BARD, District Judge.
On motion to strike defendant's counterclaim. Action was brought by the United States of America to recover moneys allegedly erroneously paid to defendant in his official capacity as an engineer of the Puerto Rico Reconstruction Administration. Defendant filed an answer in defense of this claim and set up a counterclaim for breach of his contract of employment as an officer of the Puerto Rico Reconstruction Administration. Plaintiff thereupon filed the present motion to strike the counterclaim on the ground that the District Court has no jurisdiction to entertain a suit against the United States, whether in the form of an original action or of a counterclaim, in the absence of specific statutory authority.
This question has recently been considered at length and expressly passed upon by the United States Supreme Court in United States v. Shaw, 309 U.S. 495, 60 S. Ct. 659, 84 L. Ed. 888, a case to which the brief for the government failed to refer. In that case the court resolved a conflict among the circuits in an opinion by Mr. Justice Reed holding that a counterclaim could not be maintained against the United States in the absence of statutory authority, since the United States as a sovereign is immune to actions except to the extent that it specifically consents thereto. It was squarely held that the institution of suit by the United States is not a waiver of its right to rely upon this immunity against the assertion of a counterclaim. The Supreme Court pointed out the dislocation of numerous governmental functions which would occur if the United States were forced to produce evidence and defend a counterclaim in any tribunal where it might be required to assert a claim.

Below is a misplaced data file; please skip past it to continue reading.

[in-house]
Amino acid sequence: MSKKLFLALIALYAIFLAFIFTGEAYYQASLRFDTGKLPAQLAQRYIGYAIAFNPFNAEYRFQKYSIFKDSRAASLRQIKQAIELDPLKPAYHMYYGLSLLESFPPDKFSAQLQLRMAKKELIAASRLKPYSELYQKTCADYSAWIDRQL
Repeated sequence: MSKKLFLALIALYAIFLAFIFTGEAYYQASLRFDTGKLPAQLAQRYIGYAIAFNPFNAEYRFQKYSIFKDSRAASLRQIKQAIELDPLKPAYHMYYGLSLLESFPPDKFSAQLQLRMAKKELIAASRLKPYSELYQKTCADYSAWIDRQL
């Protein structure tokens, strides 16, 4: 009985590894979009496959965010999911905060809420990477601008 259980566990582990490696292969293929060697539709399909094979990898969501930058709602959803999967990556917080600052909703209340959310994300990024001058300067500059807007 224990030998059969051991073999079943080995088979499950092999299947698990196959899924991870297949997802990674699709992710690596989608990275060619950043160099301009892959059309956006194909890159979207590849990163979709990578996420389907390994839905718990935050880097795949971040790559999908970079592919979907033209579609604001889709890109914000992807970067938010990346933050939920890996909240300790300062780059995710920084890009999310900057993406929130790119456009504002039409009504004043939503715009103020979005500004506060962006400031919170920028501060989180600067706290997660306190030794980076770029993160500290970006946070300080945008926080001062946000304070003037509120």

Defendant has not set forth in his counterclaim a short and plain statement of the grounds upon which the court's jurisdiction depends, as is required by Rule 8(a) of the Federal Rules of Civil Procedure, 28 U.S.C.A. following section 723c, except in cases where the court already has jurisdiction and the claim needs no new grounds of jurisdiction to supoport it. Indeed, he has conceded that the Act of March 3, 1887, c. 359, Sections 1, 2, as amended, 28 U.S.C.A. Section 41(20), specifically excepts from the jurisdiction of the District Court "cases brought to recover fees, salary, or compensation for official services of officers of the United States", but contends that the bringing of an action against him by the United States permits him to assert such a claim by way of counterclaim. As has already been pointed out, however, the Supreme Court in the Shaw case ruled that this contention was invalid and that statutory authority for an action against the United States is as necessary where the action is brought in the form of a counterclaim as where it is brought in the form of an original action. Defendant has pleaded no such authority.
Motion to strike counterclaim granted.
© 1992-2004 VersusLaw Inc.